Did Romanians Living on Church Estates in Medieval Transylvania Pay the Tithe?
Research Institute of the Transylvanian Museum Society
The Romanians of Transylvania, who were followers predominantly of the Orthodox rite, did not pay tithe to the Western Church in the thirteenth and fourteenth centuries. However, again according to the secondary literature, beginning in the fifteenth century, two groups of Transylvanian Romanians were obliged to pay this tax: those living on church properties and those who had moved to settlements formerly inhabited by Catholics (referred to as “terrae Christianorum”). This study deals with the issue of the first group, analyzing the only source that would support the thesis in question, namely a letter of King Sigismund of Luxembourg (which in some editions was dated to 1398 and in others to 1425 or 1426). Although the facts described in the document would correspond to realities from 1426, the contradictory dates, the confusing language, and the absence of the original (the earliest manuscript copies of the text are from the eighteenth century) arouse suspicions. Even if we accept it as authentic, the phrase “decima Volahorum,” which is used in the letter, cannot be interpreted as an ordinary tithe, but only as a royal tax. Neither the late medieval registers of revenues of the Alba Iulia chapter nor the urbaria of the estates of the Transylvanian bishopric offer any evidence in support the thesis according to which Romanians who lived on church properties paid the tithe.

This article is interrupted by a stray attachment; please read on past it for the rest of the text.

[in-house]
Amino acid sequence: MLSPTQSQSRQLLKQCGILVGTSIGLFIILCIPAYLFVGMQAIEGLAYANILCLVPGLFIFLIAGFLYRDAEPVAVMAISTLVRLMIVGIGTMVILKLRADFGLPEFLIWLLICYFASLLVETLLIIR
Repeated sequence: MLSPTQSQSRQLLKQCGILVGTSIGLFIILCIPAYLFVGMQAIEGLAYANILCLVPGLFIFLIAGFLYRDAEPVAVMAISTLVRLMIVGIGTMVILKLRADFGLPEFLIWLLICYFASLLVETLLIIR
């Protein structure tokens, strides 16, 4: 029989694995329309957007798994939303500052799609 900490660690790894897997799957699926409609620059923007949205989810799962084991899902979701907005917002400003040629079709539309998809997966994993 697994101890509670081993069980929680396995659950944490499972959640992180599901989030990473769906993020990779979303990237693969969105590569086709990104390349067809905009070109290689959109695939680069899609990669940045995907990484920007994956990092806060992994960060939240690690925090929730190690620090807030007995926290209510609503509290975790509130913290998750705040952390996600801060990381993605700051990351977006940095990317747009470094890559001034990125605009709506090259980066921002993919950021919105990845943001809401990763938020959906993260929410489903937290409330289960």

Keywords: Transylvania, tithe, Romanians, church property, source criticism